Looking back at last year’s game, you’re struck by just how big of a mess the Irish were. Breaking in Andrew Hendrix, Irish fans were clinging to a 11 of 24 performance with one touchdown and one interception as hope for the future. It clearly wasn’t.

With a hard reset on the offense and a new young quarterback getting his chance, it’s been a marked improvement watching the offense run a more conservative approach with Everett Golson and Tommy Rees filling in the gaps.

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Kelly also answered a question on people’s champ running back Cam McDaniel. One of my favorite under-the-radar players on the roster, McDaniel sliced and diced Miami’s defense behind a reserve offensive line, gobbling up yards at a great clip and showing tremendous vision and instincts with the football.

“He is a very good running back,” Kelly said. “I know you have Cierre Wood, you have Theo Riddick, you have George Atkinson, and they’re good running backs. We have four. It’s hard to get ’em all touches.  We’re struggling trying to get those three guys. Cam McDaniel is one heck of a good running back. He runs it as effectively as any of those three. He’s used to the zone, inside‑outside zone. He came from that offense. He came from the shotgun offense and he runs the ball exceedingly well. We have no hesitation of putting him in the game.  We only have one football, that’s the problem.”

It’s probably unrealistic to think McDaniel will fight his way into the rotation this season, but there’s a chance both Theo Riddick and Cierre Wood exit the depth chart after this season. That should open the door for McDaniel, who will likely get into the rotation sooner than later.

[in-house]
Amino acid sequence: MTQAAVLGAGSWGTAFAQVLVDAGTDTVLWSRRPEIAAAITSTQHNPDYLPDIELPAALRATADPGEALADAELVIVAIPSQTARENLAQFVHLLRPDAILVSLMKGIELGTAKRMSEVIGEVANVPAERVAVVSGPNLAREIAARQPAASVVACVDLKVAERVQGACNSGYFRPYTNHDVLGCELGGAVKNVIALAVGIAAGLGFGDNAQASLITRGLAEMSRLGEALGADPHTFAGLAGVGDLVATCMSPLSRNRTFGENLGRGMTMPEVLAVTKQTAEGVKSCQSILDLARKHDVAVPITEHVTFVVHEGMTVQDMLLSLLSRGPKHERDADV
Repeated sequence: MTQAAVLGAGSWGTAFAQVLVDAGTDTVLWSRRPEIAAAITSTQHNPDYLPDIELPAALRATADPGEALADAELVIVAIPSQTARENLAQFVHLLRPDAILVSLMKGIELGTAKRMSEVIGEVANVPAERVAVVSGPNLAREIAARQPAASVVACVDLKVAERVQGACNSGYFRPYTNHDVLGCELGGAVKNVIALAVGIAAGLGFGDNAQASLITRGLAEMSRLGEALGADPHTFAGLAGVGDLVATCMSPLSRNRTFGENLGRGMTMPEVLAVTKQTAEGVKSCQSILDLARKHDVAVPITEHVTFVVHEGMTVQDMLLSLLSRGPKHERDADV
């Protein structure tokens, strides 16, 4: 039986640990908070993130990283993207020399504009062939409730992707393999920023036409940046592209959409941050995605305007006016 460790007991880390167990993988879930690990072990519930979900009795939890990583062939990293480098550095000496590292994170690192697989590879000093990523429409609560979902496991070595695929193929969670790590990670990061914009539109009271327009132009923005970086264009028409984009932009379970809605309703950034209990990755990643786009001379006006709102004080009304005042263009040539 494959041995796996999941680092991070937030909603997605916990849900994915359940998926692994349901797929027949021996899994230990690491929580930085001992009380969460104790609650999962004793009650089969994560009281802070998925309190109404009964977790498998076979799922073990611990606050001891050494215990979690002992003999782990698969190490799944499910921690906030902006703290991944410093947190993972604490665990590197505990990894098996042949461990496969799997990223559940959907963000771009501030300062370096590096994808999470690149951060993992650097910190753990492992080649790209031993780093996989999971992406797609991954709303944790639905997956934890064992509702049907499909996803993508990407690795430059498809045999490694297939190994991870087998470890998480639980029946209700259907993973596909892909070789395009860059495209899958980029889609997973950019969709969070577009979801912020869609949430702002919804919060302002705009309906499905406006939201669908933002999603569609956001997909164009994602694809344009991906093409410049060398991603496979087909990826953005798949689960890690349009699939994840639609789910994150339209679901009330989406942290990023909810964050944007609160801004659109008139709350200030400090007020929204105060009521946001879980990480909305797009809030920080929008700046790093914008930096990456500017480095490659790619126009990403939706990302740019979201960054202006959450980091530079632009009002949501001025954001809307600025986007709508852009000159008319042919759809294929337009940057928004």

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Any worry that the Irish wouldn’t be prepared for Stanford was eliminated quickly by Kelly, who reminded his team that they haven’t had the best of success against the Cardinal.

“If there is one team that has beaten us physically is Stanford, and they know that,” Kelly said. “They turned the film on and watched what they did to their opponents, they physically intimidated their opponents and that’s clear. They see when they turn on the film and watch the way they play the game, they don’t need much push from me to know what to expect this weekend.”

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Five Irish players sign UFA contracts

Matthias Farley
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Notre Dame had seven players selected in the 2016 NFL Draft, trailing only Ohio State, Clemson and UCLA on the weekend tally. But after the draft finished, the Irish had five more players get their shot at playing on Sundays.

Chris Brown signed with the Dallas Cowboys. Romeo Okwara will begin his career with the New York Giants. Matthias Farley and Amir Carlisle signed contracts with the Arizona Cardinal. Elijah Shumate agreed to a contract with the Tampa Bay Buccaneers.

After missing two seasons, Ishaq Williams will be at Giants rookie camp next weekend as well, working as a tryout player. Expect Jarrett Grace to receive similar opportunities.

Count me among those that thought both Brown and Okwara would hear their names called. Brown’s senior season, not to mention his intriguing measureables, had some projecting him as early as the fifth round.

Okwara, still 20 years old and fresh off leading Notre Dame in sacks in back-to-back seasons, intrigued a lot of teams with his ability to play both defensive end and outside linebacker. He’ll get a chance to make the Giants—the team didn’t draft a defensive end after selecting just one last year, and they’re in desperate need of pass rushers.

Both Shumate and Farley feel like contenders to earn a spot on rosters, both because of their versatility and special teams skills. Shumate played nickel back as a freshman and improved greatly at safety during 2015. Farley bounced around everywhere and was Notre Dame’s special teams captain.

Carlisle might fit a similar mold. He played running back, receiver and returned kicks and punts throughout his college career. With a 4.4 during Notre Dame’s Pro Day, he likely showed the Cardinals enough to take a shot, and now he’ll join an offense with Michael Floyd and Troy Niklas.